If you've got diabetes, regular blood glucose (sugar) testing is a fact of
life. And getting your all-important glucose level has become easier. Today's
glucose meters are more sensitive, and require less blood -- which likely
equates with less pain. That advance has been a big one for people with
diabetes. But will the "ouch" ever go away?
Researchers are hard at work -- developing special contact lenses,
fluorescent "tattoos," infrared devices, and smart sensors to decipher
your glucose levels -- with them being "ouchless" as their goal. In
some cases, no blood testing is required -- maybe one prick at the most.
About two years ago, when Anne Tierney learned she had type 2 diabetes, it
galvanized her. “My diagnosis came as a shock,” says Tierney, who was then
about 40 pounds overweight. “I used to eat chocolate all the time. The day I
was diagnosed, I quit.” She also consulted a nutritionist and hired a personal
trainer. “I knew I had to take action,” recalls Tierney, 51, director of
corporate gifts for Halls Crown Center in Kansas City, Mo.
Her action plan was in keeping with the latest research on...
Guenther Boden, MD, chief of endocrinology at Temple University School of
Medicine, has monitored developments in this field over the last few
"The GlucoWatch Biographer seemed like the answer," Boden tells
WebMD. "The underside of the watch has a membrane that can suck
interstitial fluid through the skin; get 'juice' out of skin, so to speak. And
that's what you need to measure glucose; you need to get some body fluid. The
technology seems to work. But skin irritation has been a problem for some
That problem is being corrected, says Audrey Finkelstein, a spokeswoman for
Animas Corporation, the product's maker. "We are presently working on
Biographer III, which will combine the Biographer with tiny microneedles that
will extract fluid to provide a better blood sample than is possible with other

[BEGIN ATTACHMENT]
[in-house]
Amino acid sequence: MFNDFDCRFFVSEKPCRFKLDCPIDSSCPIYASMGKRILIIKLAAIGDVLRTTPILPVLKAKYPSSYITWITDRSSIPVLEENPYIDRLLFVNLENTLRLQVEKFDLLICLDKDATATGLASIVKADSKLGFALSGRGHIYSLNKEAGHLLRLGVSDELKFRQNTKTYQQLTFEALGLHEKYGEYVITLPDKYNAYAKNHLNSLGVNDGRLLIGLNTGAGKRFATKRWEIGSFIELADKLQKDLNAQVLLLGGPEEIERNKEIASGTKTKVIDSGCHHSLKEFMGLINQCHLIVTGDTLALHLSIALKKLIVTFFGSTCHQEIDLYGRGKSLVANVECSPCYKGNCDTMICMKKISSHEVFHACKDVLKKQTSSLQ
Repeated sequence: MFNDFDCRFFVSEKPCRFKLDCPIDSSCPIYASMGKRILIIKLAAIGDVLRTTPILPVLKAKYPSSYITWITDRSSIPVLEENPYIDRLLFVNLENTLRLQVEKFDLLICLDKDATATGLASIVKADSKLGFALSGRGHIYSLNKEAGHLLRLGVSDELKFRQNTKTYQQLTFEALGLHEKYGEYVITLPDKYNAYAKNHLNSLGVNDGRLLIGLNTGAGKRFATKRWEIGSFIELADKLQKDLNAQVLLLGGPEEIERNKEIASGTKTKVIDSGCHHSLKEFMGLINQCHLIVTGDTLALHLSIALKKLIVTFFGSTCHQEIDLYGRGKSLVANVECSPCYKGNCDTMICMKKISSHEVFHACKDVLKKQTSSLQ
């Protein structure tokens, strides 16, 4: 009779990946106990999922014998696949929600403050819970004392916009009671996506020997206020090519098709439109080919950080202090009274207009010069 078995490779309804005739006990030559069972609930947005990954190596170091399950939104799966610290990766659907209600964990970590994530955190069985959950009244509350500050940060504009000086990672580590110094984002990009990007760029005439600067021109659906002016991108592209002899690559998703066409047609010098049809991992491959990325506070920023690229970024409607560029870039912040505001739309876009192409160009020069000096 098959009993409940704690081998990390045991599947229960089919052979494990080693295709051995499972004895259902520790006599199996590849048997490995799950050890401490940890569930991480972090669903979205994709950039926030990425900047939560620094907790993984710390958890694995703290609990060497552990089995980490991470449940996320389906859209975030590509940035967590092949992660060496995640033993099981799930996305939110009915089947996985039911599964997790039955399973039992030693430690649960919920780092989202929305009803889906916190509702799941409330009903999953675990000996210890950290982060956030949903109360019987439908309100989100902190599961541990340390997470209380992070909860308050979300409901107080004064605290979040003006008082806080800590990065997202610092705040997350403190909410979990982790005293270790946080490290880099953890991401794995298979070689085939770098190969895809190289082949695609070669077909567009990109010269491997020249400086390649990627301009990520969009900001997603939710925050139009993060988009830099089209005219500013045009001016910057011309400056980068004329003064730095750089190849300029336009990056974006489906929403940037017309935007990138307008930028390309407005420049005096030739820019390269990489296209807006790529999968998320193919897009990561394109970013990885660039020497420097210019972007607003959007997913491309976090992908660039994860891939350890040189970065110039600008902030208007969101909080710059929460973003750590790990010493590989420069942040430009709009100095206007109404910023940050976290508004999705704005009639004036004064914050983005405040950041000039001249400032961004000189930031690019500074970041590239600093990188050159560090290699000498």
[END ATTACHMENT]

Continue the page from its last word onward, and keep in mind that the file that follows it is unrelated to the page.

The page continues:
technologies. It will also greatly reduce or even eradicate skin
Products like GlucoWatch are good at alerting patients to impending danger
-- especially necessary during sleep hours. "It's a dangerous thing for
people to buy a product like this, thinking they won't need to do finger sticks
anymore ... You simply can't replace finger stick testing if you want to be safe
and healthy," Finkelstein tells WebMD.
Another device that tracks glucose trends -- Medtronic's continuous glucose
monitoring device, the "Guardian," which received FDA approval in
February 2004. That device isn't very patient-friendly, says Boden. It provides
data that is downloadable by physicians, so that 72-hour glucose trends can be
monitored. But patients don't get any immediate readings. Also, measurements
during night hours have been inaccurate. Medtronic "is working very hard to
solve that problem," Boden tells WebMD.
Indeed, a refined version of that device is in clinical trials in Europe
right now, says Deanne McLaughlin, of Medtronic Diabetes. Continuous glucose
monitoring "has given patients a better understanding of the impact of
their treatment, diet, and activity levels on their glucose levels,"
McLaughlin tells WebMD. Regarding the refined device, "we are very excited
about 'real-time' readings and the potential ... for helping patients improve
their blood sugar control."
Beyond that, "We're really still at the finger-sticking stage,"
Boden tells WebMD. "There are a zillion different machines to measure
blood, and they have gotten better. The biggest advance is that the new types
use much less blood. That means you don't have to stick your finger -- you can
stick the underside of your arm, where it doesn't hurt. The pain sensors in
your arm are very far apart, whereas they're very dense in your fingertip.
That's made the biggest difference."
As for new meters in the development pipeline, the jury is still out. Here
are a few that caught our attention.
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Your level is currently
If the level is below 70 or you are experiencing symptoms such as shaking, sweating or difficulty thinking, you will need to raise the number immediately. A quick solution is to eat a few pieces of hard candy or 1 tablespoon of sugar or honey. Recheck your numbers again in 15 minutes to see if the number has gone up. If not, repeat the steps above or call your doctor.
People who experience hypoglycemia several times in a week should call their health care provider. It's important to monitor your levels each day so you can make sure your numbers are within the range. If you are pregnant always consult with your health care provider.
Congratulations on taking steps to manage your health.
However, it's important to continue to track your numbers so that you can make lifestyle changes if needed. If you are pregnant always consult with your physician.
Your level is high if this reading was taken before eating. Aim for 70-130 before meals and less than 180 two hours after meals.
Even if your number is high, it's not too late for you to take control of your health and lower your blood sugar.
One of the first steps is to monitor your levels each day. If you are pregnant always consult with your physician.
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